Research

Wild relatives and crop breeding: Finding better tools for future-proofing potatoes

Thanks to a collaboration between researchers across the world, including the Alliance of Bioversity International and the International Center for Tropical Agriculture, potato breeders will now have a much better toolkit to develop new varieties best suited to their needs in a changing climate. By identifying useful traits—like local adaptability and climate flexibility— in some of the dozens of wild varieties of potatoes, researchers could help breeders cut down on the time and cost to develop new cultivars.

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Researchers developed organic technology from banana plant waste to combat PCN in East Africa

Potato production in East Africa is under increasing threat from the invasive and highly destructive potato cyst nematode (PCN) Globodera rostochiensis. Researchers have now developed an organic technology from banana plant waste material which might well being a practical solution for potato farmers. Dubbed ‘wrap-and-plant,’ the solution involves enclosing potato seed before planting in a thick absorbent paper made from the fibers of banana plants.

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Max Planck Society: Genome reconstruction opens doors to the transformation of potato breeding

More than 20 years after the first release of the human genome, scientists at the Ludwig-Maximilians-Universität München and the Max Planck Institute for Plant Breeding Research in Cologne, Germany, have for the first time deciphered the highly complex genome of the potato. Their impressive technical feat, published in Nature Genetics, will accelerate efforts to breed superior varieties.

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New Zealand’s potato Centre of Excellence to be grower-centric, identify problems and devise solutions

The board of Potatoes NZ Inc. (PNZ) has signed a memorandum of understanding with Lincoln University to launch a research partnership which includes a Centre of Excellence for Potato Research and Extension, based in Canterbury. The research conducted at the Centre will be focused on working with potato growers to identify and understand the problems confronting them and to devise solutions to those problems.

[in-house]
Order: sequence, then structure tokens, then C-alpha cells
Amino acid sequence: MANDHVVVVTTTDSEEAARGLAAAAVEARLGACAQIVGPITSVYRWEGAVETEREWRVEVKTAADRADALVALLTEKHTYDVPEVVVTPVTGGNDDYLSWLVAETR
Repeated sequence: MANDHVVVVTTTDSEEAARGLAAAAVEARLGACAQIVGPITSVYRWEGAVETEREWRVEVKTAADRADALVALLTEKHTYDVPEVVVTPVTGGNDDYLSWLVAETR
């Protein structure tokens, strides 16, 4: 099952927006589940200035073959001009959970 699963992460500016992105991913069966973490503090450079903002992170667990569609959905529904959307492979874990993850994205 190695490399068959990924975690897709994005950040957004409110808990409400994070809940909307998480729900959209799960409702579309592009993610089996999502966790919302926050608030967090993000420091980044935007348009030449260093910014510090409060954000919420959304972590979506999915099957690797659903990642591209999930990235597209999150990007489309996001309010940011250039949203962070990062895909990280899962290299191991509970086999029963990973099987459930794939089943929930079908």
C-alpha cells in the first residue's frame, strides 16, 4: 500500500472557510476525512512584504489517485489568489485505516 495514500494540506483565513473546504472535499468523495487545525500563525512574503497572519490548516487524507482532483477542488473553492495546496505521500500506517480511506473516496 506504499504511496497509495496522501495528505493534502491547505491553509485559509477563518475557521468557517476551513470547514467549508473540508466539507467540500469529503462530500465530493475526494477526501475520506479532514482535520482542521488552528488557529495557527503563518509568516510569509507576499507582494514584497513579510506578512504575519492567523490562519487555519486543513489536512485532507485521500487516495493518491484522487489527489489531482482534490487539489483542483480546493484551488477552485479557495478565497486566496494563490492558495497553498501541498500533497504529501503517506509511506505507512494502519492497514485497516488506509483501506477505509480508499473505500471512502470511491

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SpudChat podcast: Research entomologist on management of wireworm, other potato pests

In this edition of the SpudChat podcast, Ryan Barrett with the Prince Edward Island Potato Board talks to Dr. Christine Noronha, a research entomologist with Agriculture and Agri-Food Canada (AAFC) in Charlottetown. Christine is an expert on wireworm and has been doing a lot of work on wireworm research in cooperation with PEI potato growers for the last more than ten years.

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Maine researchers work on climate-resistant potato

Maine researchers are on their way to creating a climate-resistant potato in order to maintain Maines’s ability to produce potato harvests. This has become a growing threat to Maine as climate change has impacted the growth of potatoes, making their quality go down, and the crop numbers drop dramatically.

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‘Super pest’ Colorado potato beetle has the genetic resources to sidestep our attacks